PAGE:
Quality-of-Life Assessment for Recurrent Glioblastoma

Phase-Based Progress Estimates
1
Effectiveness
1
Safety
City of Hope Medical Center, Duarte, CA
Recurrent Glioblastoma+2 More
Quality-of-Life Assessment - Other
Eligibility
18+
All Sexes
Eligible conditions
Select

Study Summary

This study is evaluating whether IL13Ralpha2-CRT T cells and nivolumab work better together than either alone in treating patients with glioblastoma.

See full description

Eligible Conditions

  • Recurrent Glioblastoma
  • Refractory Glioblastoma

Treatment Effectiveness

Study Objectives

This trial is evaluating whether Quality-of-Life Assessment will improve 6 primary outcomes and 13 secondary outcomes in patients with Recurrent Glioblastoma. Measurement will happen over the course of Up to 28 days.

At 9 months
Overall Survival
Survival
Pre- and post-therapy
PD-L1 levels on tumor cells
Up to 14 days
Feasibility (neoadjuvant therapy)
Up to 15 years
Biomathematical modeling of tumor growth
CAR T and endogenous cells detected in tumor tissue
Cytokine levels in TCF, PB, and CSF
Disease response
IL13Ralpha2 antigen expression levels in tumor tissue
Incidence of adverse events
Overall survival (OS)
Progression free survival (PFS)
Quality of life
Quality of life (QOL)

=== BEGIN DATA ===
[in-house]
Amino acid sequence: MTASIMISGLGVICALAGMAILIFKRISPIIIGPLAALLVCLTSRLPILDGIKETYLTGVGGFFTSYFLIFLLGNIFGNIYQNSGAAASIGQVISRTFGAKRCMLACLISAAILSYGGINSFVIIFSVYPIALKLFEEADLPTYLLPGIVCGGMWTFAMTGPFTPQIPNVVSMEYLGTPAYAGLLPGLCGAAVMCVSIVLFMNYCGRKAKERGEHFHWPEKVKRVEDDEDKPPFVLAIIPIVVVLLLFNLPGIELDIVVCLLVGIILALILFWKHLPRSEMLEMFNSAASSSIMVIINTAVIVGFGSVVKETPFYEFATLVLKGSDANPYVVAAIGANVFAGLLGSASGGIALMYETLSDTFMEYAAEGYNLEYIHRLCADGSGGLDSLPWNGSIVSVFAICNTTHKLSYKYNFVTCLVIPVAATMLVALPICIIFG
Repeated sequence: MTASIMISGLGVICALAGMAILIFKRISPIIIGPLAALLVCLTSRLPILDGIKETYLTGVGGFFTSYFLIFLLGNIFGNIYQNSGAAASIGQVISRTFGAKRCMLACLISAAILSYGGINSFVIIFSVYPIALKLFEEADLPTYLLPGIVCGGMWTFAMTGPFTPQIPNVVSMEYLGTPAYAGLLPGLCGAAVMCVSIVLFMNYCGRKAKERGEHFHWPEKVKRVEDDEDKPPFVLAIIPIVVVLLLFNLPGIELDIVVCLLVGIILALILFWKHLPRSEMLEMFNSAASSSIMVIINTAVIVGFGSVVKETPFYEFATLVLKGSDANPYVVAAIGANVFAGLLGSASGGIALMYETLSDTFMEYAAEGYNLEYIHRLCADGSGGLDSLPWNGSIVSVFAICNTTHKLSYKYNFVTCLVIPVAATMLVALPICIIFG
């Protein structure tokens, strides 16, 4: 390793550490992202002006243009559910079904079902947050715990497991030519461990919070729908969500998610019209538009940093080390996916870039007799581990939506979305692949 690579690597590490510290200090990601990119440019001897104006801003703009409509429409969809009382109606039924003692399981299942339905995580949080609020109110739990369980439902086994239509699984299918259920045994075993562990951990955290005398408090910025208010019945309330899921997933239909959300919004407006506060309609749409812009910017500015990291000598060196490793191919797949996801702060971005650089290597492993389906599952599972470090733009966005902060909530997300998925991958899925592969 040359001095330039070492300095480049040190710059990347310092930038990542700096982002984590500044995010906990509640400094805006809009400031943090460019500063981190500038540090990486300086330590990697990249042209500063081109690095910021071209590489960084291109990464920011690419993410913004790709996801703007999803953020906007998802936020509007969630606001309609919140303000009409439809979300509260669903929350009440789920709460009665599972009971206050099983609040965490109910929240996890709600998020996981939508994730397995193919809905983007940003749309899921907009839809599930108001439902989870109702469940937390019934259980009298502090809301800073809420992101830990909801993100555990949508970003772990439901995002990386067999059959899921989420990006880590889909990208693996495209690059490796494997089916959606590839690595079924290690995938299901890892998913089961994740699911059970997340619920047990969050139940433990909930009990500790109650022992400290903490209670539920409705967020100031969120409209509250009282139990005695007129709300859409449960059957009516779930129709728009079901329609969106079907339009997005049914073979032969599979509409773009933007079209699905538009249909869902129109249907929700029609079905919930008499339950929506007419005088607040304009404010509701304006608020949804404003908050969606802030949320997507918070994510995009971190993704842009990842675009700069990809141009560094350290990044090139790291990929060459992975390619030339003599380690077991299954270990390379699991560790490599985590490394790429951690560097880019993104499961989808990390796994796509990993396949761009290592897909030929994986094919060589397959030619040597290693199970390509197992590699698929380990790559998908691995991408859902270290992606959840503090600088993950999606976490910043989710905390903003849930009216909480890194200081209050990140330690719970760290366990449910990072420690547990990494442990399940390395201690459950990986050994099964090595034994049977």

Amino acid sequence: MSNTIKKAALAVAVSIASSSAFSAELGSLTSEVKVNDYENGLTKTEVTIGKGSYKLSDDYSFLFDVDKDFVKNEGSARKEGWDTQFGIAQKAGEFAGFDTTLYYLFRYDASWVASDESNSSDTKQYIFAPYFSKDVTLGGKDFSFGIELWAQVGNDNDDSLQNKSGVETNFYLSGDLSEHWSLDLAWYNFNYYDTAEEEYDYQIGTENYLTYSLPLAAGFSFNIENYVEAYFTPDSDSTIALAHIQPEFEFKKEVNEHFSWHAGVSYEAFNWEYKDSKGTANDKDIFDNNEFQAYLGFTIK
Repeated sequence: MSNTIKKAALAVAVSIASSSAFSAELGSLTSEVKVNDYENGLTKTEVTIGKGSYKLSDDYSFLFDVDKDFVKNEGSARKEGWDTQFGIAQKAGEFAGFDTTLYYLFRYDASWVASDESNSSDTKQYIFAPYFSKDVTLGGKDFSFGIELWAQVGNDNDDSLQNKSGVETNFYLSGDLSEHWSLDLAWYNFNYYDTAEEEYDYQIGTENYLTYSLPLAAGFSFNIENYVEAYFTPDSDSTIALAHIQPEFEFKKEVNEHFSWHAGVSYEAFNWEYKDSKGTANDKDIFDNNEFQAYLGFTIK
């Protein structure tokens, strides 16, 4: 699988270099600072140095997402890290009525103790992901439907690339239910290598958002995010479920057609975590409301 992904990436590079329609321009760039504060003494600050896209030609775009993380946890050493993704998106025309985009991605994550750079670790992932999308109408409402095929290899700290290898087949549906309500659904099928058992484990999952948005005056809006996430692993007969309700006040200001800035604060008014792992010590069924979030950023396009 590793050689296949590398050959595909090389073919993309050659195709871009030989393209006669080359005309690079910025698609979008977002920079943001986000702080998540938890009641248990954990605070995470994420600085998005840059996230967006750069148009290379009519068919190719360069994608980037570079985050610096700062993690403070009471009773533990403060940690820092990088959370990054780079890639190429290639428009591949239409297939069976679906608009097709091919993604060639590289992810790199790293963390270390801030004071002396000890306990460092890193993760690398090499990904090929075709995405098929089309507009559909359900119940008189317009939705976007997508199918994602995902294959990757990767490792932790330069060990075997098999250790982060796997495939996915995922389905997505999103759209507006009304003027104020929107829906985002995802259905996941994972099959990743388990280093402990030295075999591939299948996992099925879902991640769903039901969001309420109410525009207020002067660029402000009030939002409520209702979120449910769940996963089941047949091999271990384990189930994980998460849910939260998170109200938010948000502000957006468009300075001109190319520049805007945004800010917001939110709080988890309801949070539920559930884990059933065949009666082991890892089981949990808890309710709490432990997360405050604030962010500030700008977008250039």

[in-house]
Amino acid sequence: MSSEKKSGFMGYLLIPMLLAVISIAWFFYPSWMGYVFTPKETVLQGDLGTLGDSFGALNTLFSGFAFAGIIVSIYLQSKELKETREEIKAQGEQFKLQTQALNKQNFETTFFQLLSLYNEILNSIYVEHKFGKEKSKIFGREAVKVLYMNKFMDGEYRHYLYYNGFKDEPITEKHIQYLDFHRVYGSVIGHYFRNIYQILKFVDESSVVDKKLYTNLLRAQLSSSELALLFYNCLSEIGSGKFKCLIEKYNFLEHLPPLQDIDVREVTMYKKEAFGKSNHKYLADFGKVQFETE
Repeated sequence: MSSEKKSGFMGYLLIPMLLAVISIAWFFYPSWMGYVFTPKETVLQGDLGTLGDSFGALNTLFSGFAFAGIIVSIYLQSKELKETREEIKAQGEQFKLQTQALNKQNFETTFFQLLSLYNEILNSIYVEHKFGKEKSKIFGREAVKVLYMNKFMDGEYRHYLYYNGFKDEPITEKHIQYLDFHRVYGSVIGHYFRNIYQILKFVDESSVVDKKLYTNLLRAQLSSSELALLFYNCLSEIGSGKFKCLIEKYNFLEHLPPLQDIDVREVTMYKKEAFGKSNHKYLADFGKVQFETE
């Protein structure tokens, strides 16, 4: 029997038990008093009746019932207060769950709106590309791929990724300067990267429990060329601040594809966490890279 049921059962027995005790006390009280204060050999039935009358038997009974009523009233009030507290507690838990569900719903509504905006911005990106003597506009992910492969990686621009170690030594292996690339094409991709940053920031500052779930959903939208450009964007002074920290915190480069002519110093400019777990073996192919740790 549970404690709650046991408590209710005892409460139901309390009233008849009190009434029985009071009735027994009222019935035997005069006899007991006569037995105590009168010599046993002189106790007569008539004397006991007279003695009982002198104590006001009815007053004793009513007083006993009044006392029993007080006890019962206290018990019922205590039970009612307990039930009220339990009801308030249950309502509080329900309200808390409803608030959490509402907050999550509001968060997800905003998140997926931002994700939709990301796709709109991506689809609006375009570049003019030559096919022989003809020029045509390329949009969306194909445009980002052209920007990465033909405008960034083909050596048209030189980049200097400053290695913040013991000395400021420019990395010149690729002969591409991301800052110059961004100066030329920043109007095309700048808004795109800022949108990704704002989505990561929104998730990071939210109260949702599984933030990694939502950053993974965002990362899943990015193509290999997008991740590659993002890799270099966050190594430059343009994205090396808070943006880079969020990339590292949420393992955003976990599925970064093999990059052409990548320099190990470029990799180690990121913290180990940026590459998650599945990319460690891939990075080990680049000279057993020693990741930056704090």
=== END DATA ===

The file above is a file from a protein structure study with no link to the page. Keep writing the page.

T cell levels
Time to progression
Up to 28 days
Area under the curve (AUC) for CD3, IFNgamma, and IP-10 levels over time for the DLT evaluation period
Dose-limiting toxicity (DLT)
Feasibility (adjuvant therapy)

Trial Safety

Trial Design

3 Treatment Groups

Arm III (IL13Ra2 CAR T cells)
1 of 3
Arm II (nivolumab, IL13Ra2 CAR T cells)
1 of 3
Arm I (nivolumab, ipilimumab, IL13Ralpha2 CAR T cells)
1 of 3
Experimental Treatment

This trial requires 60 total participants across 3 different treatment groups

This trial involves 3 different treatments. Quality-of-Life Assessment is the primary treatment being studied. Participants will be divided into 3 treatment groups. There is no placebo group. The treatments being tested are in Phase 1 and are in the first stage of evaluation with people.

Arm III (IL13Ra2 CAR T cells)Patients receive IL13Ralpha2 CAR T cells infusion over 5 minutes via Rickham catheter (ICV/ICT) every week. Treatment repeats weekly for up to 4 cycles in the absence of disease progression or unacceptable toxicity. After cycle 4, patients may receive additional CAR T cells weekly at the discretion of the principal investigator and oncologist.
Arm II (nivolumab, IL13Ra2 CAR T cells)Patients receive IL13Ralpha2 CAR T cells infusion over 5 minutes via Rickham catheter (ICV/ICT) every week and nivolumab IV over 30 minutes every other week. Treatment repeats weekly for up to 4 cycles in the absence of disease progression or unacceptable toxicity. After cycle 4, patients may receive additional CAR T cells weekly and nivolumab IV every other week or monthly at the discretion of the principal investigator and oncologist.